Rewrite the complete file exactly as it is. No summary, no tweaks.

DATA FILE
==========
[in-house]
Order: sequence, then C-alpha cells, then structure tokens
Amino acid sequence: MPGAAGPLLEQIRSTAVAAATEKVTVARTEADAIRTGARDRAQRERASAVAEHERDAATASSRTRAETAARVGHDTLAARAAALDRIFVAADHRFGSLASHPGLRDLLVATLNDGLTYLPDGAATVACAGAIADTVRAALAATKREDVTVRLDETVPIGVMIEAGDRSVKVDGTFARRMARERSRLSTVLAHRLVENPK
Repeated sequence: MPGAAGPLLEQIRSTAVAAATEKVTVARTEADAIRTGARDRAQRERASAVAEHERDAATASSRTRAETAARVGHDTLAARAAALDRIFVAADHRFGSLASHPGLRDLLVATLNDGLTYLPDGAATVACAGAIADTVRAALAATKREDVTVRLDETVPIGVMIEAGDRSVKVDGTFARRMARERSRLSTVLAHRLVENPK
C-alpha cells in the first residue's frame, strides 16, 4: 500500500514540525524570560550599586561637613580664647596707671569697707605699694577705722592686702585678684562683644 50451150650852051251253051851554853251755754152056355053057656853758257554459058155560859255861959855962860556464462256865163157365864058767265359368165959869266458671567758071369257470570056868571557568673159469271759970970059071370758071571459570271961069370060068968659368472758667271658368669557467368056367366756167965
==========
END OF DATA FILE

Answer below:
[in-house]
Order: sequence, then C-alpha cells, then structure tokens
Amino acid sequence: MPGAAGPLLEQIRSTAVAAATEKVTVARTEADAIRTGARDRAQRERASAVAEHERDAATASSRTRAETAARVGHDTLAARAAALDRIFVAADHRFGSLASHPGLRDLLVATLNDGLTYLPDGAATVACAGAIADTVRAALAATKREDVTVRLDETVPIGVMIEAGDRSVKVDGTFARRMARERSRLSTVLAHRLVENPK
Repeated sequence: MPGAAGPLLEQIRSTAVAAATEKVTVARTEADAIRTGARDRAQRERASAVAEHERDAATASSRTRAETAARVGHDTLAARAAALDRIFVAADHRFGSLASHPGLRDLLVATLNDGLTYLPDGAATVACAGAIADTVRAALAATKREDVTVRLDETVPIGVMIEAGDRSVKVDGTFARRMARERSRLSTVLAHRLVENPK
C-alpha cells in the first residue's frame, strides 16, 4: 500500500514540525524570560550599586561637613580664647596707671569697707605699694577705722592686702585678684562683644 50451150650852051251253051851554853251755754152056355053057656853758257554459058155560859255861959855962860556464462256865163157365864058767265359368165959869266458671567758071369257470570056868571557568673159469271759970970059071370758071571459570271961069370060068968659368472758667271658368669557467368056367366756167965